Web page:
After 2 nights in Lyon (check out my previous post here) we departed for Paris, where I had pre-planned our food adventures.
After checking into the hotel, we headed straight to Hank Vegan Burger which was recommended by a twitter friend (thanks Jen!).
This little restaurant is in a cute, non-touristy side of town in the 3rd arrondissement. You walk in and order from the counter, where you will find 4 different vegan burger options, plus various sides and drinks to choose from. I decided on the coriander sauce and cheese burger with fries, while Andrew went for the smokey BBQ burger with coleslaw, both ordered with a beer and a chocolate chip cookie to go.
The burgers were so incredibly tasty. They are soy based, so quite meaty and filling, and the sauces really bring the flavors together. It was very cute sitting upstairs too – the low ceilings and tables, wooden benches and lighting all lend a very quaint feeling to the place. The servers were so nice too and very helpful. I can definitely see why people return to Hank again and again when visiting Paris.
After lunch we went for a little stroll and stumbled across a cat cafe! We didn’t stop in, but many pictures were had. It looks like, from their website (excusing my limited French), that the cats are all rescue cats who are given a second chance. They looked pretty happy to be there if you ask me.
Enjoying my vegan chocolate chip cookie from Hanks at the Louvre. It was so good. I haven’t had one of these in years and as a result my body was overflowing with love (or was that insulin…).
Adorable baby ducks at the Tuileries Garden.
That evening I had planned to go to the Gentle Gourmet which was another recommendation, but unfortunately it was closed the evening we wanted to go. So instead I found a vegan brasserie that was close by called Brasserie 2eme Art, so we headed off in that direction for dinner around 8:30pm.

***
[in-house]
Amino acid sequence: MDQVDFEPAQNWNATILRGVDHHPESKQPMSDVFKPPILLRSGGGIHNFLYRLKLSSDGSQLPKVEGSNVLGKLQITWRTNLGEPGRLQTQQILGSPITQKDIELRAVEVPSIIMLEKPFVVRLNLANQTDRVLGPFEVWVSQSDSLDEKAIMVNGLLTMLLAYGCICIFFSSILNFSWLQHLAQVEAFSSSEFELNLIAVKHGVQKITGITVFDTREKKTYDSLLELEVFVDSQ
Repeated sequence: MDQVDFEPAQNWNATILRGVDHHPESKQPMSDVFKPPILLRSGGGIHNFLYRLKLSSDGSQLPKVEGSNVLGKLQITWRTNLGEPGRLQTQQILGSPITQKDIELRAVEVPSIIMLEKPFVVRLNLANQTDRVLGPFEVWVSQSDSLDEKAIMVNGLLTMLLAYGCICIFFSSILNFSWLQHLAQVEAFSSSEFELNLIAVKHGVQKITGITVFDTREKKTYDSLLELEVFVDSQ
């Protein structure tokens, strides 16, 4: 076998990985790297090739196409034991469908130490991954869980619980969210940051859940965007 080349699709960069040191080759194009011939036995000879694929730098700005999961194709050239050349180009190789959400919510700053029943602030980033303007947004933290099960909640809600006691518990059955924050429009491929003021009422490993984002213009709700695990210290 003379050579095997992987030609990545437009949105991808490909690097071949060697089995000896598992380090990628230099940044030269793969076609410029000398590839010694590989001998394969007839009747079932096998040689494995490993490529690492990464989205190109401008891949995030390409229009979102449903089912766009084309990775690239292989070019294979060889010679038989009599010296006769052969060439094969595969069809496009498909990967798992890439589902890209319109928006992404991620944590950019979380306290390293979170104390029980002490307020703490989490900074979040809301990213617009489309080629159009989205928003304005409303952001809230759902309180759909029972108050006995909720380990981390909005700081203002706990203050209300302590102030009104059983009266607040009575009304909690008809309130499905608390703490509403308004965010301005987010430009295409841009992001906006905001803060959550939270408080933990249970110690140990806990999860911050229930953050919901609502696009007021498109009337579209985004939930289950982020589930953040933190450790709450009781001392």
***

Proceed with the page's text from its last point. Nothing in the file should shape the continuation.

The restaurant looks like a typical French brasserie, and you wouldn’t actually know it was a vegan restaurant unless you had looked it up online. We sat inside and ordered a bottle of pinot noir while we tried to make sense of the French menu (our French is very limited). I decided on the thai green curry soup as my starter while Andrew went for potato samosas, and we both ordered the pad thai for mains.
My soup was so lovely. It was light and creamy with chunks of mushroom and little bursts of chilli. Andrew’s dish was equally delightful – the samosas were filled with hot, spiced curried potatoes in a crispy filo pastry that was lightly fried.
The pad thai was just delicious. You really can’t go wrong with this dish. Our mains had pieces of perfectly cooked broccoli and tofu, topped with crunchy peanuts and fresh lime juice. The big, flat noodles were perfectly cooked and coated in enough sauce to make the flavors pop without being overly sauce-y or greasy.
After dinner we did the cliche tourist thing and had wine underneath the Eiffel Tower. I know we were being total stereotypes – but it was actually really special. Seeing the Eiffel Tower light up and sparkle against the stormy blue sky was so romantic. Ok, enough of that now.